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New program to address the exploitation of child domestic workers in Kenya

Press release
December 7, 2022
  • Existing legislation to protect children and workers is poorly implemented, leaving children in Kenya open to severe exploitation.
  • Of the 406 domestic workers surveyed by the Freedom Fund, nearly all started working before they turned 18 years old, the majority being female.
  • Children must be provided with better opportunities, resources and protection to help them avoid exploitation.

The Freedom Fund is launching its new ‘hotspot’ program in Kenya this week to support, and work with, communities and families at risk of and experiencing the exploitation of child domestic workers.

The organisation has partnered with the African Institute for Children Studies (AICS) and other Kenyan-based organisations to survey child domestic workers from nine rural and border counties working in Nairobi, to find out more about what they are experiencing.

Preliminary findings from the study revealed that more than half (55.7%) of child domestic workers surveyed were 15-18 years old, and nearly half (44.3%) were aged 11-17 years old. The majority (72.5%) surveyed were female, and 58.3% had already been a child domestic worker for more than five years. Many revealed that economic pressures on family, being orphaned, female genital mutilation (FGM) and forced marriage, illiteracy or ignorance of their rights pushed them into domestic work.

The Freedom Fund’s new program will work with frontline, community-based organisations and aims to support those at risk of exploitation in child domestic work, and those who have already been impacted. The program will advocate for policy change and raising awareness of children’s rights, including highlighting and providing clarity on the minimum age children can be employed, and taking affirmative action to ensure access to vocational skills training programs for child domestic workers.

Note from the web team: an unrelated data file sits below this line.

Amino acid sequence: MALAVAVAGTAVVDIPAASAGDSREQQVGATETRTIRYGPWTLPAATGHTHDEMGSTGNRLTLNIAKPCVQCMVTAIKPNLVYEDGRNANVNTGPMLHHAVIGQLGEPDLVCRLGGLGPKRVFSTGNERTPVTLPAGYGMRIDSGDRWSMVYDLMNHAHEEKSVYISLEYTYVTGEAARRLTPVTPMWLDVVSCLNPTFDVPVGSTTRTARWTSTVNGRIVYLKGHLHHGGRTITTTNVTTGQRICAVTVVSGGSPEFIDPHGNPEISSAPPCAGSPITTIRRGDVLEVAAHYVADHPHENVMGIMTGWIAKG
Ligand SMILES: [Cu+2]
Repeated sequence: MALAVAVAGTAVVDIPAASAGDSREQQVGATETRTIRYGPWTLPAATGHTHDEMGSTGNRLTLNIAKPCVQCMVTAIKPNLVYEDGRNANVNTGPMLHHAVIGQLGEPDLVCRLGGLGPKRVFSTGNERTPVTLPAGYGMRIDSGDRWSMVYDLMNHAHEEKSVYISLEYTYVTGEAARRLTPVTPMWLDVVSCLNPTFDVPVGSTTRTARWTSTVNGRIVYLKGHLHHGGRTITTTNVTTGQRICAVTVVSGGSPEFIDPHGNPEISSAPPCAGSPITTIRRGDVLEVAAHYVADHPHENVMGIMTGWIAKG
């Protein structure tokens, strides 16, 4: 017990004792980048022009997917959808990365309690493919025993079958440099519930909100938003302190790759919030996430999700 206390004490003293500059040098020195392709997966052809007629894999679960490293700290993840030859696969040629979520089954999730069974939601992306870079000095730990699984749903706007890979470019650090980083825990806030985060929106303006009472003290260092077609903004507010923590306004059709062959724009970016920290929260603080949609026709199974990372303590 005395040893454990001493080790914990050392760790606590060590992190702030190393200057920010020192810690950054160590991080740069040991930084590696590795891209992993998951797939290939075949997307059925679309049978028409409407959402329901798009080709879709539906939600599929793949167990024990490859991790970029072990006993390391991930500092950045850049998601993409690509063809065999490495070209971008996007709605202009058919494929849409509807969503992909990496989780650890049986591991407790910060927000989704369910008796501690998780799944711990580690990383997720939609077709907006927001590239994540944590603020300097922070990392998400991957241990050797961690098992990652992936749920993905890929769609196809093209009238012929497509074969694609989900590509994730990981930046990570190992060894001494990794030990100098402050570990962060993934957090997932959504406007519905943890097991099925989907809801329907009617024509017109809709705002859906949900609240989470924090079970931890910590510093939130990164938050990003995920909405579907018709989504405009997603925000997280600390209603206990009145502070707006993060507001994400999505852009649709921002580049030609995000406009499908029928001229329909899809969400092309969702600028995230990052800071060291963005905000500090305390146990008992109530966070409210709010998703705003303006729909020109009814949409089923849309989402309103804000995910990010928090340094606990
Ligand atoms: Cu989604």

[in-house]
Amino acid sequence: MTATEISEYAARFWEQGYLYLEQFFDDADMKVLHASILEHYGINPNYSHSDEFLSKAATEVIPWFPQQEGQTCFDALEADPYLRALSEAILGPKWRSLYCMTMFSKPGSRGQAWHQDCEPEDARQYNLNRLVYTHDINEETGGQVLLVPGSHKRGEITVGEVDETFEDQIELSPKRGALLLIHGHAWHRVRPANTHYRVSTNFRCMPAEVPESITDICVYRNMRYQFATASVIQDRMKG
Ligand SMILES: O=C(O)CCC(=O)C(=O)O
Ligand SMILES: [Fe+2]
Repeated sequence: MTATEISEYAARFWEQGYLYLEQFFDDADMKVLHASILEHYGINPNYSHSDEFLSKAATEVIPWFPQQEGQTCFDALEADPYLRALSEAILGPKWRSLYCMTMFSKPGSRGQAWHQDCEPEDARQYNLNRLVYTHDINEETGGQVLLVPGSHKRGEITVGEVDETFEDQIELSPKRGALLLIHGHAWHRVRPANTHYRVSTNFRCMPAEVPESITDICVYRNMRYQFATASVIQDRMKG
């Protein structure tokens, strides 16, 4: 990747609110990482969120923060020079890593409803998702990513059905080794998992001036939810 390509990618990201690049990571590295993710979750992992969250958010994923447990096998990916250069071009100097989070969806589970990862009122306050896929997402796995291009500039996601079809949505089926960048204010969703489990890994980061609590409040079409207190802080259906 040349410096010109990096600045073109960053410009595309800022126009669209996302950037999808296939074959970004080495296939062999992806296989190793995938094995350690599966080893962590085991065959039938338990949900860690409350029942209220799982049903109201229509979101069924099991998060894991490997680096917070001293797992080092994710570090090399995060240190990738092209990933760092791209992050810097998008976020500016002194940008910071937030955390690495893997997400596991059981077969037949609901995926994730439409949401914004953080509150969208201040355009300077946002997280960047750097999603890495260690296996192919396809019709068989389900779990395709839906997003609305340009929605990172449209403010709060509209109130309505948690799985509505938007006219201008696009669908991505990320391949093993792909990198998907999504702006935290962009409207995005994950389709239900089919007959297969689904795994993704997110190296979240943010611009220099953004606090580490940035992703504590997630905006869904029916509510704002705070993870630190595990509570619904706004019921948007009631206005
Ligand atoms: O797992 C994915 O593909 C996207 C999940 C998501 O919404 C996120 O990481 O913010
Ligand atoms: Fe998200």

Ruth Kimani, Senior Program Manager for the Freedom Fund in Kenya, said: “Despite the Kenyan Employment Act 2007 stipulating both children and domestic workers’ basic rights and fundamental freedoms, it is poorly implemented and too many child domestic workers remain exploited.

“Our research shows us that most child domestic workers started in the profession aged just 14 when they were not able to proceed through secondary school due to lack of funds to pay tuition. Boundaries of what child labour is, and what is acceptable practice, might also be blurred by religious and cultural norms, such as female genital mutilation (FGM) and forced marriage, leading to children being deemed of adult age and therefore available to work.

“But, children have a right to health, education, family life, play and recreation, an adequate standard of living and to be protected from abuse and harm – with the child domestic workers we surveyed indicating they longed for the same rights. By putting their voices at the forefront of action, we can create tangible change and have the most impact in addressing ongoing violations of children’s rights.

“We hope our new program will make a positive impact on the lives of children at risk of, and already experiencing, exploitation in domestic work. We recognise the existing work by the Kenyan Government to improve child protection and look forward to working with them to influence and implement better policies, and provide children with better opportunities, resources and protection to help them realise their full potential.”



Enquiries: Melanie Hargreaves, Media and PR Manager (London, UK), [email protected], 020 3777 2291

The Freedom Fund is a leader in the global movement to end modern slavery. We identify and invest in the most effective frontline efforts to eradicate modern slavery in the countries and sectors where it is most prevalent. Partnering with visionary investors, governments, anti-slavery organisations and those at risk of exploitation, we tackle the systems that allow slavery to persist and thrive.

Issues of modern slavery include sexual exploitation, forced labour, bonded labour, domestic servitude, forced marriage and trafficking.

The Freedom Fund partners with frontline organisations and communities in slavery ‘hotspots’ – places across the world where slavery is most prevalent. In each hotspot, we convene a network of grassroots organisations to work collaboratively on strategically aligned programs, multiplying their capacity, impact and influence. With effective support, our frontline partners can therefore have a transformative effect on entire communities.


Photo credit
The included image is from one of eight TV spots released in Ethiopia between June and July 2022 as a part of Freedom Fund’s Norms and Behaviour Change Campaign ‘Chora’ which means dawning in Amharic.  All those pictured are actors.

Written by
The Freedom Fund